Regulation Impact Analysis

What is regulation impact analysis?

Regulation impact analysis is the process of examining the likely impacts of a proposed regulation, compared with a range of alternative options that could meet government policy objectives. The purpose is to identify an option that can deliver the highest net benefits to the community.

Regulation impact analysis is intended to achieve better regulation by supporting sound analysis. The case for a proposed regulation identifies the perceived problem and addresses the fundamental question of whether regulatory action is required. The analysis describes the policy objective, and assesses the costs and benefits of the proposal and alternative options in achieving that objective. The case for a preferred option becomes clear during this process. It assists regulatory decision making and public understanding of regulatory decisions.

Consultation is vital to the process. Stakeholders that may be affected by a proposal are often able to offer pertinent information and data that can be incorporated into the impact analysis. This enhances the evidence base, the depth and robustness of the overall regulation impact analysis.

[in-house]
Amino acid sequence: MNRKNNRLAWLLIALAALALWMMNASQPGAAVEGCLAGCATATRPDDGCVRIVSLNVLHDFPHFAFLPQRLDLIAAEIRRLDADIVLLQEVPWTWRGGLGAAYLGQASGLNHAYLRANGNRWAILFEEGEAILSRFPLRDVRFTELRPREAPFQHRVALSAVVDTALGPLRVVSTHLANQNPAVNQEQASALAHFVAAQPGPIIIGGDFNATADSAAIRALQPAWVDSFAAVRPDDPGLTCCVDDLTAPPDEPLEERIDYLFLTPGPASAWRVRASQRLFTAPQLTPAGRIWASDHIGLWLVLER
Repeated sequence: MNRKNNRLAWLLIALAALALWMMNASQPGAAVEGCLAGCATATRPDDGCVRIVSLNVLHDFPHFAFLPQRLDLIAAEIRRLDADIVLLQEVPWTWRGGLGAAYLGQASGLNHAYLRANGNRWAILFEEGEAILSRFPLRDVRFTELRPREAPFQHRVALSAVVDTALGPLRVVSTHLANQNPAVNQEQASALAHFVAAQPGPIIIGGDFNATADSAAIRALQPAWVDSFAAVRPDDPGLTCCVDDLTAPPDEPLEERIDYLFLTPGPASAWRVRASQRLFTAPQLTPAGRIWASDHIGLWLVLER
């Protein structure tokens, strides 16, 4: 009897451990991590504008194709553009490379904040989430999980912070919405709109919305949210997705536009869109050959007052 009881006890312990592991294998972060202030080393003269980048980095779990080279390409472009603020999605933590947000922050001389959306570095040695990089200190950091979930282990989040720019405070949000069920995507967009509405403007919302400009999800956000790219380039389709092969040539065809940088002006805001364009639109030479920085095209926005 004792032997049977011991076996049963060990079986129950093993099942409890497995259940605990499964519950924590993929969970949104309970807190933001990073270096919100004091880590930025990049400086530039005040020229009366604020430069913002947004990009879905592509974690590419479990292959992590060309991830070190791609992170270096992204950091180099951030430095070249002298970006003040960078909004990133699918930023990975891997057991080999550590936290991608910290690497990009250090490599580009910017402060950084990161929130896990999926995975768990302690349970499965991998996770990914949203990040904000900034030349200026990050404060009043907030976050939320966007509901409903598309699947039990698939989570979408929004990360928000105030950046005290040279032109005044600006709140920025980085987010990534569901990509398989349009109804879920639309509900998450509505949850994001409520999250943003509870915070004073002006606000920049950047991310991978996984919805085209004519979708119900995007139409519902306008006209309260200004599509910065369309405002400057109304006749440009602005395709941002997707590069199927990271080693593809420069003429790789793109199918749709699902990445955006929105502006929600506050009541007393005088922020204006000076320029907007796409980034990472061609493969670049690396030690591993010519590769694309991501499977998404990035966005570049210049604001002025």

Why we do it

Regulation impact analysis is undertaken by the Australian Building Codes Board (ABCB) to comply with an objective in the Inter-Government Agreement, to:

“ensure that, in determining the area of regulation and the level of requirements:

  • there is a rigorously tested rationale for the regulation;
  • the regulation would generate benefits to society greater than the costs (that is, net benefits);